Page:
my people are coming back right now from china. we will be doing something one way or the other with respect to what is happening in china. let me say this, i have great .espect for president xi that is why we are being so nice. we have a great relationship. but we have to bring fairness into trade between the u.s. and china, and we will do it. thank you. president donald trump speaking to the press on his way to dallas. just want to point out he says that we are having still can't -- substantive talks with north korea and we will be seeing very good things. there are things happening on the hostage front already. and there is a date and location set for the meeting with the -- "we will leader be announcing it shortly" is exactly what the president said. he talks about domestic politics
, rosenstein want you to speak to the special counsel but -- wanting to speak to the special counsel but he's not sure he will be treated fairly, no obstruction. he spoke about the jobs report, which we were talking about with ethan harris of bank of america-merrill lynch. the president is taking a lot of solace in the fact that we have a employment, according to him, 3.9, below 4 for the first time since 2000, in fact, ethan. on the one hand this could be seen as a good thing. but on the other hand, if we are through full implement and still not getting wage growth, wage inflation, is it just that we have to wake, or is there something structurally wrong with this labor market at the moment? ethan: now, i think this is very good news. we got a drop in the unemployment rate going on for eight years now. it has gone from 10% down below 4%.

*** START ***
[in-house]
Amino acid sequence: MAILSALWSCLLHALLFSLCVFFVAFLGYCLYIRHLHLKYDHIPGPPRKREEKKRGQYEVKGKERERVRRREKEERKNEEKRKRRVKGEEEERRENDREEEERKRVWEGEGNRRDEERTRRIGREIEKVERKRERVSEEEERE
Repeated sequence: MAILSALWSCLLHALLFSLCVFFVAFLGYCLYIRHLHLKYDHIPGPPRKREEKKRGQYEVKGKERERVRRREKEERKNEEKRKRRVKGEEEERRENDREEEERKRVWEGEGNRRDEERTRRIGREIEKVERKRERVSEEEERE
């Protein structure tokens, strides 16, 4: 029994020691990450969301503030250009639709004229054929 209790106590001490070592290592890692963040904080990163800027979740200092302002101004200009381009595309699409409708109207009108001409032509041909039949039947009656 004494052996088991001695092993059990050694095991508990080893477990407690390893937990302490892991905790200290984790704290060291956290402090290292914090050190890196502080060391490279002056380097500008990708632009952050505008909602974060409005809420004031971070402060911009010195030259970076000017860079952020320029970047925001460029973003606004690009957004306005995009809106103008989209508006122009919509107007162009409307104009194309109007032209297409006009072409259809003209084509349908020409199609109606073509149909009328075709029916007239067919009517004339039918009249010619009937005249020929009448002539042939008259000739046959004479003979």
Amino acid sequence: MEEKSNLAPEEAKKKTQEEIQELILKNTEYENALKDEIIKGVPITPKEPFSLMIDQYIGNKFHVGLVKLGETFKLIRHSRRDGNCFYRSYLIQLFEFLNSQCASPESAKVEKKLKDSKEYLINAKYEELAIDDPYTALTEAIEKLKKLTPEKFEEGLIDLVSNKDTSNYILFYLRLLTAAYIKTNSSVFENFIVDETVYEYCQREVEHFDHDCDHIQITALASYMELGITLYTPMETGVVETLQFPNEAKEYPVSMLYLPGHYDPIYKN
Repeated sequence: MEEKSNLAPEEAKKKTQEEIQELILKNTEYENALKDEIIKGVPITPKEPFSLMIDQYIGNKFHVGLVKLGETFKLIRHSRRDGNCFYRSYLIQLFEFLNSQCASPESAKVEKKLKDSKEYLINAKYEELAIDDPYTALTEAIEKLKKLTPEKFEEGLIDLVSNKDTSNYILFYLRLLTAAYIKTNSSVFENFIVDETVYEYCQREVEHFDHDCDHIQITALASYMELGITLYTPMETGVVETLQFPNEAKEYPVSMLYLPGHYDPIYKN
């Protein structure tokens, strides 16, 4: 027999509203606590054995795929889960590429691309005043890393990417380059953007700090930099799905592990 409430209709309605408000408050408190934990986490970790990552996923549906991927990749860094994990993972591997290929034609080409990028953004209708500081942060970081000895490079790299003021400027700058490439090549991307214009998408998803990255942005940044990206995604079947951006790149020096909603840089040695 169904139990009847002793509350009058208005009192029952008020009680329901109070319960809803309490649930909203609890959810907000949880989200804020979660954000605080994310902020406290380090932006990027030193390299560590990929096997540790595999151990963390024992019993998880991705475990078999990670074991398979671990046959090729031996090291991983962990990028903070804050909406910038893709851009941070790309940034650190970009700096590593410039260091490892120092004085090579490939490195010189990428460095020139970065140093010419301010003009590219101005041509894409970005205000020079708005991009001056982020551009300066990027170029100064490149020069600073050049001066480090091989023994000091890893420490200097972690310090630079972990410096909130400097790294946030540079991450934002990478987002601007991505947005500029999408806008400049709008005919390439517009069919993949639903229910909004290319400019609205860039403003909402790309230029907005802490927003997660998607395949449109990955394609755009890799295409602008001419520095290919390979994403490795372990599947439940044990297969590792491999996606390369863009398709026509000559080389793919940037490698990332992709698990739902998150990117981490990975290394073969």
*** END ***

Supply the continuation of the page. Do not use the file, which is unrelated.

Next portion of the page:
tremendous improvement in the economy. we just have to be patient. to get wage growth going. people's expectations have been diminished by the slow pace of the recovery, so they are reluctant to demand higher wages. firms are reluctant to give in and solve their labor shortages with higher wages. but i think over time we will see that final stage of healing in the labor market, with wage , we think ending the cycle and more like 3.5%. i think we need some patience. vonnie: you think of how many more times will be fed be able ethan,e -- he said -- how many more times will be fed be able to raise this year? ethan: you know, the funny thing right now is that the market and commentary in the markets got nervous that maybe the fed is making a policy mistake, the economy cannot handle these rate hikes can look of the week data and all that. we don't really buy that
narrative. the fed's hiking cycle is less than half the normal pace. they are doing it in an environment where we about to get a big fiscal stimulus. this as a major challenge to the economy, and this top of -- this talk of peeking out of the markets is premature. we could have a serious conversation about that in two years from when the fiscal stimulus is fading and the fed is raising rates significantly. i think this is a soft patch in the markets and the economy, something that is quite normal over the course of recovery. mark: he sent, what is your read of the trade situation? president trump highlighting his good relationship with xi. it away, he says there will be some sort of resolution, whatever that means. where are you on the hopes for a good outcome, let's call it, between china and the u.s.?